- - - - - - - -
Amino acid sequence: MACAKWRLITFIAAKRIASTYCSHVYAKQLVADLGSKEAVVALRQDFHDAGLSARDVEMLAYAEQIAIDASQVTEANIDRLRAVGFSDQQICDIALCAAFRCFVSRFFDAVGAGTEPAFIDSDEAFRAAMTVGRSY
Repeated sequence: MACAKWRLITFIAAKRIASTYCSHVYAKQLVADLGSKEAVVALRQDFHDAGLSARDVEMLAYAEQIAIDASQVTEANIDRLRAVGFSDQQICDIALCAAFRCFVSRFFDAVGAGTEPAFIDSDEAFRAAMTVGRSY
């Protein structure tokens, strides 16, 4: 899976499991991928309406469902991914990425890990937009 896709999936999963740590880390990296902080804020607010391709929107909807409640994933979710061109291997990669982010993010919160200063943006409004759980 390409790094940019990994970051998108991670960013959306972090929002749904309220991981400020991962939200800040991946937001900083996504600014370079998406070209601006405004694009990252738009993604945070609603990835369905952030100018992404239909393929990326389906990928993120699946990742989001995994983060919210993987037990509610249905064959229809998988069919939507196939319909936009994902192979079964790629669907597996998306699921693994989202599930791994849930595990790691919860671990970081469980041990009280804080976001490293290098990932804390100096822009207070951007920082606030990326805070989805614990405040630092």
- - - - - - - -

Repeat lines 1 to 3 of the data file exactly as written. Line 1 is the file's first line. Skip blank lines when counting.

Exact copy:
Amino acid sequence: MACAKWRLITFIAAKRIASTYCSHVYAKQLVADLGSKEAVVALRQDFHDAGLSARDVEMLAYAEQIAIDASQVTEANIDRLRAVGFSDQQICDIALCAAFRCFVSRFFDAVGAGTEPAFIDSDEAFRAAMTVGRSY
Repeated sequence: MACAKWRLITFIAAKRIASTYCSHVYAKQLVADLGSKEAVVALRQDFHDAGLSARDVEMLAYAEQIAIDASQVTEANIDRLRAVGFSDQQICDIALCAAFRCFVSRFFDAVGAGTEPAFIDSDEAFRAAMTVGRSY
């Protein structure tokens, strides 16, 4: 899976499991991928309406469902991914990425890990937009 896709999936999963740590880390990296902080804020607010391709929107909807409640994933979710061109291997990669982010993010919160200063943006409004759980 390409790094940019990994970051998108991670960013959306972090929002749904309220991981400020991962939200800040991946937001900083996504600014370079998406070209601006405004694009990252738009993604945070609603990835369905952030100018992404239909393929990326389906990928993120699946990742989001995994983060919210993987037990509610249905064959229809998988069919939507196939319909936009994902192979079964790629669907597996998306699921693994989202599930791994849930595990790691919860671990970081469980041990009280804080976001490293290098990932804390100096822009207070951007920082606030990326805070989805614990405040630092």